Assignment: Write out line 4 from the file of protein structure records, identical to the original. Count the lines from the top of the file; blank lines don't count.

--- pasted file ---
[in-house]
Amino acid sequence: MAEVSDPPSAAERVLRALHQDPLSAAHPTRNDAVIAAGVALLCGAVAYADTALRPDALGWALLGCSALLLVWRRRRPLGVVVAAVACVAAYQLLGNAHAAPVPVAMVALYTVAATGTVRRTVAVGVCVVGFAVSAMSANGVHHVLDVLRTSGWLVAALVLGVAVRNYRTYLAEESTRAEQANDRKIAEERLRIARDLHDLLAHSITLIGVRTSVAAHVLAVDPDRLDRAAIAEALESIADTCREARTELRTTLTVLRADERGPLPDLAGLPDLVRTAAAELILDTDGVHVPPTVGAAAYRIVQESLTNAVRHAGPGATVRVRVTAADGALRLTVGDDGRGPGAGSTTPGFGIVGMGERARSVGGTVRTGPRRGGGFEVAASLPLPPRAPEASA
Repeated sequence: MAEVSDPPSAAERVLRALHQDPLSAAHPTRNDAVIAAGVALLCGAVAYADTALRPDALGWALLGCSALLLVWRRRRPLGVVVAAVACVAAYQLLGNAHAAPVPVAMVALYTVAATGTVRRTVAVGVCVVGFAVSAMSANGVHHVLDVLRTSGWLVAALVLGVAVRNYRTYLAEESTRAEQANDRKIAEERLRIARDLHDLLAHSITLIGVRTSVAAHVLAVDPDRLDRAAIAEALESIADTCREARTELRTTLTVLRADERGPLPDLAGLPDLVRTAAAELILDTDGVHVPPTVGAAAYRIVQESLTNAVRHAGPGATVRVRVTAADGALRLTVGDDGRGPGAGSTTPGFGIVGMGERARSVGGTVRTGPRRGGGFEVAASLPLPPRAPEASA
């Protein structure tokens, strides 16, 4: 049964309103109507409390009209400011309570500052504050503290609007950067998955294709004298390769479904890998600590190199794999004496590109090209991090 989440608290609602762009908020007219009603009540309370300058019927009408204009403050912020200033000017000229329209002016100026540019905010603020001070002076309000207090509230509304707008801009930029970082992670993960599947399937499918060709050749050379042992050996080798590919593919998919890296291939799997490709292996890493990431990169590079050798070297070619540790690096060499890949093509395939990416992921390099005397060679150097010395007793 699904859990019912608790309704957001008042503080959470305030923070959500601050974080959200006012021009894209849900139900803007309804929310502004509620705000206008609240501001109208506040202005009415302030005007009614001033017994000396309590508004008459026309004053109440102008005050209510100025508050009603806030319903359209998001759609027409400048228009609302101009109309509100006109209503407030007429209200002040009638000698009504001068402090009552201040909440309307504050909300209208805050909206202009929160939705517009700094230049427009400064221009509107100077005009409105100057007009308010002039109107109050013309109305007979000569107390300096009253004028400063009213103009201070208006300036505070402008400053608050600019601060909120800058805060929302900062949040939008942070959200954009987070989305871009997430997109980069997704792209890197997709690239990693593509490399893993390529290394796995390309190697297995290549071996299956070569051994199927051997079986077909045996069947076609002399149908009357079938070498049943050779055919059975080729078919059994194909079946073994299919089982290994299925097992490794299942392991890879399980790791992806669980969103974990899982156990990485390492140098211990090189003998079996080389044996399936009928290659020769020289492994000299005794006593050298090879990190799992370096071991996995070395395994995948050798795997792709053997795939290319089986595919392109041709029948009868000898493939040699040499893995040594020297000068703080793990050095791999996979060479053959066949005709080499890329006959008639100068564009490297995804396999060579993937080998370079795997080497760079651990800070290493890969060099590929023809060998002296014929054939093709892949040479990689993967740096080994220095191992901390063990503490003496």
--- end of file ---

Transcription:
């Protein structure tokens, strides 16, 4: 049964309103109507409390009209400011309570500052504050503290609007950067998955294709004298390769479904890998600590190199794999004496590109090209991090 989440608290609602762009908020007219009603009540309370300058019927009408204009403050912020200033000017000229329209002016100026540019905010603020001070002076309000207090509230509304707008801009930029970082992670993960599947399937499918060709050749050379042992050996080798590919593919998919890296291939799997490709292996890493990431990169590079050798070297070619540790690096060499890949093509395939990416992921390099005397060679150097010395007793 699904859990019912608790309704957001008042503080959470305030923070959500601050974080959200006012021009894209849900139900803007309804929310502004509620705000206008609240501001109208506040202005009415302030005007009614001033017994000396309590508004008459026309004053109440102008005050209510100025508050009603806030319903359209998001759609027409400048228009609302101009109309509100006109209503407030007429209200002040009638000698009504001068402090009552201040909440309307504050909300209208805050909206202009929160939705517009700094230049427009400064221009509107100077005009409105100057007009308010002039109107109050013309109305007979000569107390300096009253004028400063009213103009201070208006300036505070402008400053608050600019601060909120800058805060929302900062949040939008942070959200954009987070989305871009997430997109980069997704792209890197997709690239990693593509490399893993390529290394796995390309190697297995290549071996299956070569051994199927051997079986077909045996069947076609002399149908009357079938070498049943050779055919059975080729078919059994194909079946073994299919089982290994299925097992490794299942392991890879399980790791992806669980969103974990899982156990990485390492140098211990090189003998079996080389044996399936009928290659020769020289492994000299005794006593050298090879990190799992370096071991996995070395395994995948050798795997792709053997795939290319089986595919392109041709029948009868000898493939040699040499893995040594020297000068703080793990050095791999996979060479053959066949005709080499890329006959008639100068564009490297995804396999060579993937080998370079795997080497760079651990800070290493890969060099590929023809060998002296014929054939093709892949040479990689993967740096080994220095191992901390063990503490003496």